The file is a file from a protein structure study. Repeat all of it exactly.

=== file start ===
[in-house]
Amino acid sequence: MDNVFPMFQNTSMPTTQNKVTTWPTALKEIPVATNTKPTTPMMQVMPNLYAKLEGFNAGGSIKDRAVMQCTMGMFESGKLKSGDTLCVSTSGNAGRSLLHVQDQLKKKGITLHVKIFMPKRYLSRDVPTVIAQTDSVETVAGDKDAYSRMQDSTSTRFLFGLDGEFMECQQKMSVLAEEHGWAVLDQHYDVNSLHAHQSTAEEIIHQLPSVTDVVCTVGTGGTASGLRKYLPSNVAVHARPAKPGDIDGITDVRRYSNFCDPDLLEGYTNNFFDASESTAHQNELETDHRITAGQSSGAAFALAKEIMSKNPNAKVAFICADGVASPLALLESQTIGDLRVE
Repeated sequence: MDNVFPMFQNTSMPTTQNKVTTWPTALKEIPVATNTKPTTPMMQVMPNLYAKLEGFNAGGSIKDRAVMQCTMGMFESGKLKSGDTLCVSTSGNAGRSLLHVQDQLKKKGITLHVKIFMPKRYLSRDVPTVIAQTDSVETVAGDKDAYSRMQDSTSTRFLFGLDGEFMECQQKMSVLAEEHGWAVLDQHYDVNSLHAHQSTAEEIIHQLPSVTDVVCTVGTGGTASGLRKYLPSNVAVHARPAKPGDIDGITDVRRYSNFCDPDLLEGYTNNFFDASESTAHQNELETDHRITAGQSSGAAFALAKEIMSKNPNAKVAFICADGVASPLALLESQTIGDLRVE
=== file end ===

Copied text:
[in-house]
Amino acid sequence: MDNVFPMFQNTSMPTTQNKVTTWPTALKEIPVATNTKPTTPMMQVMPNLYAKLEGFNAGGSIKDRAVMQCTMGMFESGKLKSGDTLCVSTSGNAGRSLLHVQDQLKKKGITLHVKIFMPKRYLSRDVPTVIAQTDSVETVAGDKDAYSRMQDSTSTRFLFGLDGEFMECQQKMSVLAEEHGWAVLDQHYDVNSLHAHQSTAEEIIHQLPSVTDVVCTVGTGGTASGLRKYLPSNVAVHARPAKPGDIDGITDVRRYSNFCDPDLLEGYTNNFFDASESTAHQNELETDHRITAGQSSGAAFALAKEIMSKNPNAKVAFICADGVASPLALLESQTIGDLRVE
Repeated sequence: MDNVFPMFQNTSMPTTQNKVTTWPTALKEIPVATNTKPTTPMMQVMPNLYAKLEGFNAGGSIKDRAVMQCTMGMFESGKLKSGDTLCVSTSGNAGRSLLHVQDQLKKKGITLHVKIFMPKRYLSRDVPTVIAQTDSVETVAGDKDAYSRMQDSTSTRFLFGLDGEFMECQQKMSVLAEEHGWAVLDQHYDVNSLHAHQSTAEEIIHQLPSVTDVVCTVGTGGTASGLRKYLPSNVAVHARPAKPGDIDGITDVRRYSNFCDPDLLEGYTNNFFDASESTAHQNELETDHRITAGQSSGAAFALAKEIMSKNPNAKVAFICADGVASPLALLESQTIGDLRVE